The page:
The Nobel Prize in Literature, in the recent past, has gone to writers with a political bent. This year’s winner, Canada’s Alice Munro, sticks more to tumult of the heart. Munro’s brilliant short stories are intimate vignettes — about love affairs, or domestic strife, or the loss of a child — mainly set in the isolated Canadian landscape. Yet, Munro’s insightful prose and her artful storytelling consistently magnify the mundane, revealing the poignancy and momentousness of even familiar human interactions.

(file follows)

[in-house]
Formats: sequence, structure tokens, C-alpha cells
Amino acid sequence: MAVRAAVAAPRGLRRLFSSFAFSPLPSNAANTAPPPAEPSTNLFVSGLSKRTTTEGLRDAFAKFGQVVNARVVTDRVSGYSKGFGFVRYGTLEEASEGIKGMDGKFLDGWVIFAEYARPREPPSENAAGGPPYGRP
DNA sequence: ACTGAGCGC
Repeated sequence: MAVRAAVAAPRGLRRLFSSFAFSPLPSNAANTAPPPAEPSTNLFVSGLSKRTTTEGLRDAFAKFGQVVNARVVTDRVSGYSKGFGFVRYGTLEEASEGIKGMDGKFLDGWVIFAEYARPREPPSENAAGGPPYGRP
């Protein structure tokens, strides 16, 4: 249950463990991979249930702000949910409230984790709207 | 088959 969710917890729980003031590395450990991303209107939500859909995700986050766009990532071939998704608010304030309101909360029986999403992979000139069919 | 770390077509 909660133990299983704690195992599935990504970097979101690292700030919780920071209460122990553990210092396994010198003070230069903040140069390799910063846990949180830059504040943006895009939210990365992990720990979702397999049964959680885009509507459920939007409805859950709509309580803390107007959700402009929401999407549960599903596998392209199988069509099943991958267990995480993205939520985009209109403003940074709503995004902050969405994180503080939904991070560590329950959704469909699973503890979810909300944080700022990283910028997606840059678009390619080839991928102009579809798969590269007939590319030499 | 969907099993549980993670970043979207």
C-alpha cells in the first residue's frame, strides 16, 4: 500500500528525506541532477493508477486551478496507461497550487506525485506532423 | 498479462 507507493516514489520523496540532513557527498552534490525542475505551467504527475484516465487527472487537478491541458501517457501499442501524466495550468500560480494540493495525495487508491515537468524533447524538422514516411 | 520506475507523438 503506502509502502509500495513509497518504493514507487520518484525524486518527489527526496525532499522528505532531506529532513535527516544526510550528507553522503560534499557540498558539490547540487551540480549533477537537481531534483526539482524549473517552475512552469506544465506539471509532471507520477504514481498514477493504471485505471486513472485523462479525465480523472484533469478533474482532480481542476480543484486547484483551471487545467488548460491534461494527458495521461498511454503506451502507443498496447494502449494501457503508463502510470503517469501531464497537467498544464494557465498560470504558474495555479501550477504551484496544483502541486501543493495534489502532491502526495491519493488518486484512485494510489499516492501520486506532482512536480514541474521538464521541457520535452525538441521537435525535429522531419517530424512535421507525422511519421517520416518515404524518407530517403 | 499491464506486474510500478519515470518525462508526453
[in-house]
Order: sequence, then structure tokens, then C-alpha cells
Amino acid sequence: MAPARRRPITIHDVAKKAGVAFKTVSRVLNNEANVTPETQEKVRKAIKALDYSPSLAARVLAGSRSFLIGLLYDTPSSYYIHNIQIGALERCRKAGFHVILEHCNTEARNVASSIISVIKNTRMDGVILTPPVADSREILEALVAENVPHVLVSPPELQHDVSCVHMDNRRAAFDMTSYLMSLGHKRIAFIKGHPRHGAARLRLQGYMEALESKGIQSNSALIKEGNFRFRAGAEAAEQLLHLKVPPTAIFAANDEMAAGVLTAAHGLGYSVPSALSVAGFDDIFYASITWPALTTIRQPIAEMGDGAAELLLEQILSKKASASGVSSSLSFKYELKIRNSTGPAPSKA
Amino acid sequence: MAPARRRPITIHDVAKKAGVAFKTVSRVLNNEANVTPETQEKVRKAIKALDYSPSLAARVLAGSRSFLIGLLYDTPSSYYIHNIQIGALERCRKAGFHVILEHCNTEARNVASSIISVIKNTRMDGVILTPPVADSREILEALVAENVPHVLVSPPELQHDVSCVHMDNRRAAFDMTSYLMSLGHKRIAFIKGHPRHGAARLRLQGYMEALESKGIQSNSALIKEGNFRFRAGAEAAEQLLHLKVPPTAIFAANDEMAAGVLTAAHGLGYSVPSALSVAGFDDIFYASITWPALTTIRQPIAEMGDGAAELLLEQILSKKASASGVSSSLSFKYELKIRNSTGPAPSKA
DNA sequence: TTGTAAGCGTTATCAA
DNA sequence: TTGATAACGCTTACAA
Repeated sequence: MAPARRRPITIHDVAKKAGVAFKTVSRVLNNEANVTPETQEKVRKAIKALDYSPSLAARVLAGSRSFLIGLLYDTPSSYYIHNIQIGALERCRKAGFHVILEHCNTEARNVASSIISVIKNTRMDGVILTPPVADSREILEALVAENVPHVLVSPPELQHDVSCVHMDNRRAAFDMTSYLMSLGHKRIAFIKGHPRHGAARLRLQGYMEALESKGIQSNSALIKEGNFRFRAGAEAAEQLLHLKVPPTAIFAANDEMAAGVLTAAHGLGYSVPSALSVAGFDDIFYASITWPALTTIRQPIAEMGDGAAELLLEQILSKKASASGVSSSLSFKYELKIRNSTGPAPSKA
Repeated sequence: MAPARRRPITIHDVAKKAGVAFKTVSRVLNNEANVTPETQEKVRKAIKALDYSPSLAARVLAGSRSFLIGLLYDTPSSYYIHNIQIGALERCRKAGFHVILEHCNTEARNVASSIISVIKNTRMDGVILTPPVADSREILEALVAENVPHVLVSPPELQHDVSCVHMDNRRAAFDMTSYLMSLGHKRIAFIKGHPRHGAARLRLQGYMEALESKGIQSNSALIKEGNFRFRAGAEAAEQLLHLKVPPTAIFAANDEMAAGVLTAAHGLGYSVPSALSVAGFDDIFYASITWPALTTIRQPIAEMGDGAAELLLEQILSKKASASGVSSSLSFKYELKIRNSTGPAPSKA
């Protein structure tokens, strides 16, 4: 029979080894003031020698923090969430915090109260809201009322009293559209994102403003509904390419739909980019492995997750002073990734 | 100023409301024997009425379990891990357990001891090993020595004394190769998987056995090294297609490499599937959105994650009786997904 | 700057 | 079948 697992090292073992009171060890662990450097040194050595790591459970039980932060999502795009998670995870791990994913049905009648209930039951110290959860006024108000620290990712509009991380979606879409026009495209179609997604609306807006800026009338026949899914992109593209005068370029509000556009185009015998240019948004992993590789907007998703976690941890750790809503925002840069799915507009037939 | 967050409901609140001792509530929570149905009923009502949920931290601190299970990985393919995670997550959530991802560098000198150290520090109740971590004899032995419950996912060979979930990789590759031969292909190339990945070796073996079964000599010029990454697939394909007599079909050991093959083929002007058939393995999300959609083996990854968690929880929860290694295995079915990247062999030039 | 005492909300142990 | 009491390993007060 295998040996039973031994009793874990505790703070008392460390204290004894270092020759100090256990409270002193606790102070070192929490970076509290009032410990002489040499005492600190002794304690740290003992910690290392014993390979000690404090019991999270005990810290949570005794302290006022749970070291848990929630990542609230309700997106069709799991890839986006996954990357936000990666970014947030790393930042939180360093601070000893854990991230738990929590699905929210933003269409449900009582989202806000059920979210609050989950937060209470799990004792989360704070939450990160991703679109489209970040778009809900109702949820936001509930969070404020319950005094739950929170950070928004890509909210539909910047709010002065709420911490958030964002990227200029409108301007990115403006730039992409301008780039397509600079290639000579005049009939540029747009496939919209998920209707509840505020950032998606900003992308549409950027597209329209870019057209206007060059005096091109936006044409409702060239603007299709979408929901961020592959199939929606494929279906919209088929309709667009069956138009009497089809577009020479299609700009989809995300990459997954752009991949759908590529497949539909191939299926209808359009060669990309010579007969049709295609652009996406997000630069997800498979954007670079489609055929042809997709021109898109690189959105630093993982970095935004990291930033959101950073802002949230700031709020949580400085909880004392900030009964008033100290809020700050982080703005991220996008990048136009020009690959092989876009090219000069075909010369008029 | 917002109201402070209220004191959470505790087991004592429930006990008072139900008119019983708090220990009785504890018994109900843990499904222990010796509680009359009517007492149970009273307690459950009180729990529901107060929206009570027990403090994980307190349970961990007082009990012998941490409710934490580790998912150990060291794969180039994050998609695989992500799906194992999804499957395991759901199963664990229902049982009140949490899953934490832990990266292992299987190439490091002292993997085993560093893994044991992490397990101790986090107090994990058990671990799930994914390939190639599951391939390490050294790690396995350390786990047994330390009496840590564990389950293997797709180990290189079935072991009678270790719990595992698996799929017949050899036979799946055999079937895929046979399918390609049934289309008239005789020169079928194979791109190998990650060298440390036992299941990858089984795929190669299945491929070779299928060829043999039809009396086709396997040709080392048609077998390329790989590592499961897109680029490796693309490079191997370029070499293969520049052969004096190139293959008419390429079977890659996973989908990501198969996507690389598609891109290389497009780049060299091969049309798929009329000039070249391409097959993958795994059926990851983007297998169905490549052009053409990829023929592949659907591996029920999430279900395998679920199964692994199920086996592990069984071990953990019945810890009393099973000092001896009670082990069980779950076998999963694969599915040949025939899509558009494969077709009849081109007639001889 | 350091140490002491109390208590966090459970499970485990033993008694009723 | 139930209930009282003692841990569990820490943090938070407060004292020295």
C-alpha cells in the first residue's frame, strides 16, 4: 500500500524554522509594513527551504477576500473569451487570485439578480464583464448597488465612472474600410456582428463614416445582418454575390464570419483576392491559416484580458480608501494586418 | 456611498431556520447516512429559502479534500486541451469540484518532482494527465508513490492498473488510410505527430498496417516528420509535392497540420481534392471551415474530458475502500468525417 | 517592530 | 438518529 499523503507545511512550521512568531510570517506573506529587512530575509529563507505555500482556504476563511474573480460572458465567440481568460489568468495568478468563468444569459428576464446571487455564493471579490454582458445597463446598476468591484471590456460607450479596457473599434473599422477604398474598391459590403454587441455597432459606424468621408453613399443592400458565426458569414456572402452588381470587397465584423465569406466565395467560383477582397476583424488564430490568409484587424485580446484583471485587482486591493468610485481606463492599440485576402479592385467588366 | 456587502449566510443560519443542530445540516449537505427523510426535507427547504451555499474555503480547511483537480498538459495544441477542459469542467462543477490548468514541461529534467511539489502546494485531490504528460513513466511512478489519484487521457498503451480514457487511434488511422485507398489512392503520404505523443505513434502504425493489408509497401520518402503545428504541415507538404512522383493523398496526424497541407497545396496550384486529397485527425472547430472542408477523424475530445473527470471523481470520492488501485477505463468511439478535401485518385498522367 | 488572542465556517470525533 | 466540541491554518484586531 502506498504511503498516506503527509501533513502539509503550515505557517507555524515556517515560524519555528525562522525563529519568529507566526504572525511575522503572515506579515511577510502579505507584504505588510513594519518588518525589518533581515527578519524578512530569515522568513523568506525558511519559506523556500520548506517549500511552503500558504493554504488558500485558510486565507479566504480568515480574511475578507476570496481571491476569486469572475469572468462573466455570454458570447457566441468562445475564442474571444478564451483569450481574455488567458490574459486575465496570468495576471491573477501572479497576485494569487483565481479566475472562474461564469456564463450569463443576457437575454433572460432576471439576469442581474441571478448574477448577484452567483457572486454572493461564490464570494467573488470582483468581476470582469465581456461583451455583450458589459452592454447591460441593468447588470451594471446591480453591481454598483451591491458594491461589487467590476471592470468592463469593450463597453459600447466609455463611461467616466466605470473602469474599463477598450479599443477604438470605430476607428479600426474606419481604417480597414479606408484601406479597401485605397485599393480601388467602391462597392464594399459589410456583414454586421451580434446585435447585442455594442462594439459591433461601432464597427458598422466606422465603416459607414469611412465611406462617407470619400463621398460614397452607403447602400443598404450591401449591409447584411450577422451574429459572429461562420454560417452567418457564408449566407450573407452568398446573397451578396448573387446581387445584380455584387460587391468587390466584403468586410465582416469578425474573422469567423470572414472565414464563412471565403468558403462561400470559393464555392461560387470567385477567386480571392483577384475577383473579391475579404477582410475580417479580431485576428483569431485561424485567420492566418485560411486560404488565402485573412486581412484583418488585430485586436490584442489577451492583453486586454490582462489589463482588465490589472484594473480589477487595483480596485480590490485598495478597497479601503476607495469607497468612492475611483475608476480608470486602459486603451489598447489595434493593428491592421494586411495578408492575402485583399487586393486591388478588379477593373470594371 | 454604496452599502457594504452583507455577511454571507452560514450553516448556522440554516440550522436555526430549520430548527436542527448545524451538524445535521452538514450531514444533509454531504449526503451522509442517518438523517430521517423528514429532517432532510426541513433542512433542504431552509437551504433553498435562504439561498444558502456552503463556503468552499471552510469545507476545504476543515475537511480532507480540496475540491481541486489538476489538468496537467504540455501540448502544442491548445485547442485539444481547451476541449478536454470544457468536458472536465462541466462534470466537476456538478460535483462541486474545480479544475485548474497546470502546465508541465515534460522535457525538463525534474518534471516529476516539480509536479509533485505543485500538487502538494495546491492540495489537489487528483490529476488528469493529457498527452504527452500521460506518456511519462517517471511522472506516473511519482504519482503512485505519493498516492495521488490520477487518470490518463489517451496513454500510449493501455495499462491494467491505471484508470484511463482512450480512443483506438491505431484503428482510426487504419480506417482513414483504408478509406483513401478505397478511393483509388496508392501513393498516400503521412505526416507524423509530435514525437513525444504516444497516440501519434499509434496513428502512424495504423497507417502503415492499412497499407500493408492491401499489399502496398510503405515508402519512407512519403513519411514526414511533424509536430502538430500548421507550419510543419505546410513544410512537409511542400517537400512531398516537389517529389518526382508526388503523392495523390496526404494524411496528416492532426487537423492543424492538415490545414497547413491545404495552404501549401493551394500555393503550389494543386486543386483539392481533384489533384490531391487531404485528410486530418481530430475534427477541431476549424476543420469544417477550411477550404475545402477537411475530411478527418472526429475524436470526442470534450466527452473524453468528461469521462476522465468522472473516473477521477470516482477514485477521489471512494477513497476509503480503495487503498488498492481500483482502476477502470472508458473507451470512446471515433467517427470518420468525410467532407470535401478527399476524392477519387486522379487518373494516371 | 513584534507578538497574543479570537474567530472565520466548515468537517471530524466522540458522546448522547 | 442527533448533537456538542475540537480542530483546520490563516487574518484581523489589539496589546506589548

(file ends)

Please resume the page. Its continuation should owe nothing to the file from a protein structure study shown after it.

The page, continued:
Munro, at 82, this summer announced she will retire, making her recently published 14th story collection her last. It’s a tremendous loss for contemporary English-language literature — American novelist Cynthia Ozick once described Munro as “our Chekhov.” And so yesterday’s honor should be seen for what it is: A standing ovation.